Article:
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Published September 02, 2014, 09:42 AM

Consider a corn reserve

We overplant, overfertilize and overproduce, then complain about poor prices. What can we expect? We must lower our cost of production or quit producing.

By: Glen Thompson, Agweek

We overplant, overfertilize and overproduce, then complain about poor prices. What can we expect? We must lower our cost of production or quit producing.

In the past, to control overproduction, the government would pay farmers to set aside land and give them storage payments. I always felt this was counterproductive. Our nation’s economy grows from what we produce. But producing below cost is disastrous.

Responding to this in the 1980s, I wrote to the Agriculture Stabilization and Conservation Service and some politicians, suggesting an alternative. The government has oil reserves, so why not have corn reserves and, instead of paying storage to farmers, give them an interest-free loan and put some corn in underground airtight bunkers on hilltops? Cover it with 6 feet of dirt to stabilize the temperature, and it will last for years without deteriorating. A 20 foot deep, 600-by-100-foot bunker with a heaped auger slope will hold more than 1 million bushels of corn. This could be converted into about 3 million gallons of ethanol. The price of corn would increase immediately and stabilize, which is what farmers and ethanol refineries need. In addition, we would be protecting a food supply from radiation fallout.

Today we are facing the same situation we were in the 1980s. We are at odds with Russia, and the cost of producing corn is more than the corn is worth. Only this time we also have a shortage of railcars. How bad is it right now? I sold 1,000 bushels of corn the first week of August at James Valley Grain in Oakes, N.D. The board of trade showed corn at about $3.80. The price at JVG was $2.82. My check after deducting 50 cents for a moisture discount, 27-cent delayed price charge, a 0.01-cent grain assessment charge and 0.08-cent test weight charge was $1.96 per bushel. Can you imagine $1.96 corn with 2014 expenses?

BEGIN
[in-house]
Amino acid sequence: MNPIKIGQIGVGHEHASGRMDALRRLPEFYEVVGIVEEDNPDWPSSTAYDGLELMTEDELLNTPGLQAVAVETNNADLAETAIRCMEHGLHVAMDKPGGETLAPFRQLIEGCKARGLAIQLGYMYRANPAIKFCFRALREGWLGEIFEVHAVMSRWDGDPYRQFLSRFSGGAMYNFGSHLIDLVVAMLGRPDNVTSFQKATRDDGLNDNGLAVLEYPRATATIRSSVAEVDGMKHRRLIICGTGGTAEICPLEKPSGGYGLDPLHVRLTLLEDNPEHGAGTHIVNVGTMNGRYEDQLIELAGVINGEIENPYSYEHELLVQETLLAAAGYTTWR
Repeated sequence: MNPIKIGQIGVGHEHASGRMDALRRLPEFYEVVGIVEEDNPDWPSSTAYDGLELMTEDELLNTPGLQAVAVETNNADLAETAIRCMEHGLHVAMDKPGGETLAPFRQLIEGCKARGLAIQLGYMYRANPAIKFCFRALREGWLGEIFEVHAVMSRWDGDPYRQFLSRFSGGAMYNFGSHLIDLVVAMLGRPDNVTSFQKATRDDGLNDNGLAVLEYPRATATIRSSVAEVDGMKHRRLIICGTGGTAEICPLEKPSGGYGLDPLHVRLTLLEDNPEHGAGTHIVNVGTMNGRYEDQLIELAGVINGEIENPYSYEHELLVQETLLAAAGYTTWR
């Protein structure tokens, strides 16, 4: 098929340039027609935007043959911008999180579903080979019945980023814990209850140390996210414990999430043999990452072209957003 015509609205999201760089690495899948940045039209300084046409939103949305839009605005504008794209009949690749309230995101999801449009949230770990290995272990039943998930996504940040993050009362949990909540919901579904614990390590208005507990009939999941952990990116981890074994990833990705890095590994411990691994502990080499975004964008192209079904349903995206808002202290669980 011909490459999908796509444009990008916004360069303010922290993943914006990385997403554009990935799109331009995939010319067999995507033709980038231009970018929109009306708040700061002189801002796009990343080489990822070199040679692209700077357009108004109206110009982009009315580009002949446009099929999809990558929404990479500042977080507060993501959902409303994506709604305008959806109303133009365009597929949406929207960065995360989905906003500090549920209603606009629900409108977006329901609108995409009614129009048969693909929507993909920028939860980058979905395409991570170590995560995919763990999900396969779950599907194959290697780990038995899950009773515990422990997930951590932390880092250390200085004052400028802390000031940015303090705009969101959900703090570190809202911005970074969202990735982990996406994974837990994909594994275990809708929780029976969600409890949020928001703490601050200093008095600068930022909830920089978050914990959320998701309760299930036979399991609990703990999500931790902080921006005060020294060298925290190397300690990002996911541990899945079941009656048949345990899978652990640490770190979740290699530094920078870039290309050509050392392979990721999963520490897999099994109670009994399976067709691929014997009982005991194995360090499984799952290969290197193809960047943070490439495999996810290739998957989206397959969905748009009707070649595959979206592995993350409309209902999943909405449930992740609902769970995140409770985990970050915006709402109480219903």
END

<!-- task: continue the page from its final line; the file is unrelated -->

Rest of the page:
Either the price must increase or no one in their right mind should be planting corn next year. Our cost of production is in the $500-per-acre range; do the math. Unless a farmer had the foresight to contract next year’s crop when it was profitable, he is now better off buying next year’s production instead of raising it.

Agriculture is the root of our nation’s economy. If agriculture hurts, it will severely stunt our entire economy. With our oversupply, bad prices and rail shortage, we must create long-term underground local storage now. What do you think would happen if we would take 10 to 20 percent of our corn off the market today? Just the news of taking it off the market will increase prices.

Who knows, with a drought next year, we could have $7 corn again and be glad to have a reserve.

Editor’s note: Thompson is from Cogswell, N.D.

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